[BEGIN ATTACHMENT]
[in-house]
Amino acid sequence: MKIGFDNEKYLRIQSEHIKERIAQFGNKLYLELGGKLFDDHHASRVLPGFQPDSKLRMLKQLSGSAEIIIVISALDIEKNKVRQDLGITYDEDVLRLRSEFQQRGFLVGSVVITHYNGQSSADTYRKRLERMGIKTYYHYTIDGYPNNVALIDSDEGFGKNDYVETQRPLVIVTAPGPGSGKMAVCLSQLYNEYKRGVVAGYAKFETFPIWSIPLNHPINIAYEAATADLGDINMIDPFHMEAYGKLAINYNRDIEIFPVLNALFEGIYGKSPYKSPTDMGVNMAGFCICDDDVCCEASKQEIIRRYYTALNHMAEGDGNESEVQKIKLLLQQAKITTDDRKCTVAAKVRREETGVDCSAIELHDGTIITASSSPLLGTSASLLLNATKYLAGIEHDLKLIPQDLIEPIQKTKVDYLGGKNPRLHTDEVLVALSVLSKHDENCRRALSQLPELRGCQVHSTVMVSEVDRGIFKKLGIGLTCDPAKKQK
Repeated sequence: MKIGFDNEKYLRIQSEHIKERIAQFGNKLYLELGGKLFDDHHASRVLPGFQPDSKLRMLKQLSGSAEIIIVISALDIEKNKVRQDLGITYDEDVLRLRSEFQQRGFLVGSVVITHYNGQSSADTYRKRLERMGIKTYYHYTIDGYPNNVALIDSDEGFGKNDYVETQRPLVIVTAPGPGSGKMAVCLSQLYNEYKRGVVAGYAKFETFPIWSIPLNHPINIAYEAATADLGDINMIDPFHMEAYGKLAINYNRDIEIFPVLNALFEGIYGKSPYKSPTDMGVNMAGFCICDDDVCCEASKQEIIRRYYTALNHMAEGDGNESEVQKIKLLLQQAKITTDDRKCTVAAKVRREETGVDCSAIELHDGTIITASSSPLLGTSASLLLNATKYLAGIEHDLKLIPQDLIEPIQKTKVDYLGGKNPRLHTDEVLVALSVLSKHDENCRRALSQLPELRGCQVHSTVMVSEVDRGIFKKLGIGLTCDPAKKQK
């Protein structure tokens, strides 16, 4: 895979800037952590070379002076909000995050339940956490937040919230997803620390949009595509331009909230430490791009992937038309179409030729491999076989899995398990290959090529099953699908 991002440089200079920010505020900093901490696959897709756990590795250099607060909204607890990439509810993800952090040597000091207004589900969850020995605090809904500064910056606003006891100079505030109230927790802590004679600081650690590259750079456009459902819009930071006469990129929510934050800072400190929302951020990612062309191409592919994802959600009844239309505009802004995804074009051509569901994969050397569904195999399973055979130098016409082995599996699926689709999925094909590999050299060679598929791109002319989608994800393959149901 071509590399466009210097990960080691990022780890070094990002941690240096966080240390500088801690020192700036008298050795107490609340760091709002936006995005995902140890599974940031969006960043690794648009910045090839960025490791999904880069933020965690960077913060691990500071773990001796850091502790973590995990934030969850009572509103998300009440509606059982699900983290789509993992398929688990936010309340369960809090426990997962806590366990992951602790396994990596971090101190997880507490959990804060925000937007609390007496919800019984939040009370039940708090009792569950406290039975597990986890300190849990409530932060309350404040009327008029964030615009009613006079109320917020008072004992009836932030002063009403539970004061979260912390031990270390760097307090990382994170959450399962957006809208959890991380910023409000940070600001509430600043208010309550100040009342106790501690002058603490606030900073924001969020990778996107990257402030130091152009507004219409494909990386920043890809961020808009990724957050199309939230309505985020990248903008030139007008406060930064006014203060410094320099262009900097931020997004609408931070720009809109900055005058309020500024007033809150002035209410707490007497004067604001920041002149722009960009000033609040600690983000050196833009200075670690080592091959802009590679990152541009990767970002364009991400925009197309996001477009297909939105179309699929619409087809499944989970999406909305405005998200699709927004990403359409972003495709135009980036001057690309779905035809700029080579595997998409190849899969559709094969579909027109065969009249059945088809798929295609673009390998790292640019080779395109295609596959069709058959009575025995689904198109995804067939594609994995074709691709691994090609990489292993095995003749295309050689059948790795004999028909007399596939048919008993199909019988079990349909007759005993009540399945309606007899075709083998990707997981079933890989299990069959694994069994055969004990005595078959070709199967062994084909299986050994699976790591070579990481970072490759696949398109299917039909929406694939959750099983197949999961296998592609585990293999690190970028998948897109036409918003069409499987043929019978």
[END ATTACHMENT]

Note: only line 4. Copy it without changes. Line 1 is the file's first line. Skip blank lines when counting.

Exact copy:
């Protein structure tokens, strides 16, 4: 895979800037952590070379002076909000995050339940956490937040919230997803620390949009595509331009909230430490791009992937038309179409030729491999076989899995398990290959090529099953699908 991002440089200079920010505020900093901490696959897709756990590795250099607060909204607890990439509810993800952090040597000091207004589900969850020995605090809904500064910056606003006891100079505030109230927790802590004679600081650690590259750079456009459902819009930071006469990129929510934050800072400190929302951020990612062309191409592919994802959600009844239309505009802004995804074009051509569901994969050397569904195999399973055979130098016409082995599996699926689709999925094909590999050299060679598929791109002319989608994800393959149901 071509590399466009210097990960080691990022780890070094990002941690240096966080240390500088801690020192700036008298050795107490609340760091709002936006995005995902140890599974940031969006960043690794648009910045090839960025490791999904880069933020965690960077913060691990500071773990001796850091502790973590995990934030969850009572509103998300009440509606059982699900983290789509993992398929688990936010309340369960809090426990997962806590366990992951602790396994990596971090101190997880507490959990804060925000937007609390007496919800019984939040009370039940708090009792569950406290039975597990986890300190849990409530932060309350404040009327008029964030615009009613006079109320917020008072004992009836932030002063009403539970004061979260912390031990270390760097307090990382994170959450399962957006809208959890991380910023409000940070600001509430600043208010309550100040009342106790501690002058603490606030900073924001969020990778996107990257402030130091152009507004219409494909990386920043890809961020808009990724957050199309939230309505985020990248903008030139007008406060930064006014203060410094320099262009900097931020997004609408931070720009809109900055005058309020500024007033809150002035209410707490007497004067604001920041002149722009960009000033609040600690983000050196833009200075670690080592091959802009590679990152541009990767970002364009991400925009197309996001477009297909939105179309699929619409087809499944989970999406909305405005998200699709927004990403359409972003495709135009980036001057690309779905035809700029080579595997998409190849899969559709094969579909027109065969009249059945088809798929295609673009390998790292640019080779395109295609596959069709058959009575025995689904198109995804067939594609994995074709691709691994090609990489292993095995003749295309050689059948790795004999028909007399596939048919008993199909019988079990349909007759005993009540399945309606007899075709083998990707997981079933890989299990069959694994069994055969004990005595078959070709199967062994084909299986050994699976790591070579990481970072490759696949398109299917039909929406694939959750099983197949999961296998592609585990293999690190970028998948897109036409918003069409499987043929019978």